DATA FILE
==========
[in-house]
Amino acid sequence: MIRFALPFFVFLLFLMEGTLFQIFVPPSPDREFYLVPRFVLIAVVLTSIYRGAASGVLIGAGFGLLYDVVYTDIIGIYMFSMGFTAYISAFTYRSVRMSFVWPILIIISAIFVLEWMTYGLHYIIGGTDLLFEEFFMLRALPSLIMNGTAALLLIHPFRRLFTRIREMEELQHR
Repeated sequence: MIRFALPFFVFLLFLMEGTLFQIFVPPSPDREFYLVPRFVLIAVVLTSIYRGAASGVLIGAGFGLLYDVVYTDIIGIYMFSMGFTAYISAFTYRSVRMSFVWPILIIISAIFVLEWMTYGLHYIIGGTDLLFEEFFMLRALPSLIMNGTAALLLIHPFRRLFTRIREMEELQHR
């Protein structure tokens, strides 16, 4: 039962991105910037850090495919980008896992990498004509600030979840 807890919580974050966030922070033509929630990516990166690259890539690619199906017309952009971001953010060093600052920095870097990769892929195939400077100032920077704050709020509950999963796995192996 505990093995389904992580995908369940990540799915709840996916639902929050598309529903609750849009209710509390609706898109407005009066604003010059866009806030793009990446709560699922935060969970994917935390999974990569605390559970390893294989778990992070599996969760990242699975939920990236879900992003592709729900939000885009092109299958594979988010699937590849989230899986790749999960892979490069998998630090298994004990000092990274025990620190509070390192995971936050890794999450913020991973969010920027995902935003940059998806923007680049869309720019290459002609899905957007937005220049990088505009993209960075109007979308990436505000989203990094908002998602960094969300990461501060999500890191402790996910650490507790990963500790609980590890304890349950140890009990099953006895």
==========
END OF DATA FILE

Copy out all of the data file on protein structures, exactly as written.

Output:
[in-house]
Amino acid sequence: MIRFALPFFVFLLFLMEGTLFQIFVPPSPDREFYLVPRFVLIAVVLTSIYRGAASGVLIGAGFGLLYDVVYTDIIGIYMFSMGFTAYISAFTYRSVRMSFVWPILIIISAIFVLEWMTYGLHYIIGGTDLLFEEFFMLRALPSLIMNGTAALLLIHPFRRLFTRIREMEELQHR
Repeated sequence: MIRFALPFFVFLLFLMEGTLFQIFVPPSPDREFYLVPRFVLIAVVLTSIYRGAASGVLIGAGFGLLYDVVYTDIIGIYMFSMGFTAYISAFTYRSVRMSFVWPILIIISAIFVLEWMTYGLHYIIGGTDLLFEEFFMLRALPSLIMNGTAALLLIHPFRRLFTRIREMEELQHR
């Protein structure tokens, strides 16, 4: 039962991105910037850090495919980008896992990498004509600030979840 807890919580974050966030922070033509929630990516990166690259890539690619199906017309952009971001953010060093600052920095870097990769892929195939400077100032920077704050709020509950999963796995192996 505990093995389904992580995908369940990540799915709840996916639902929050598309529903609750849009209710509390609706898109407005009066604003010059866009806030793009990446709560699922935060969970994917935390999974990569605390559970390893294989778990992070599996969760990242699975939920990236879900992003592709729900939000885009092109299958594979988010699937590849989230899986790749999960892979490069998998630090298994004990000092990274025990620190509070390192995971936050890794999450913020991973969010920027995902935003940059998806923007680049869309720019290459002609899905957007937005220049990088505009993209960075109007979308990436505000989203990094908002998602960094969300990461501060999500890191402790996910650490507790990963500790609980590890304890349950140890009990099953006895």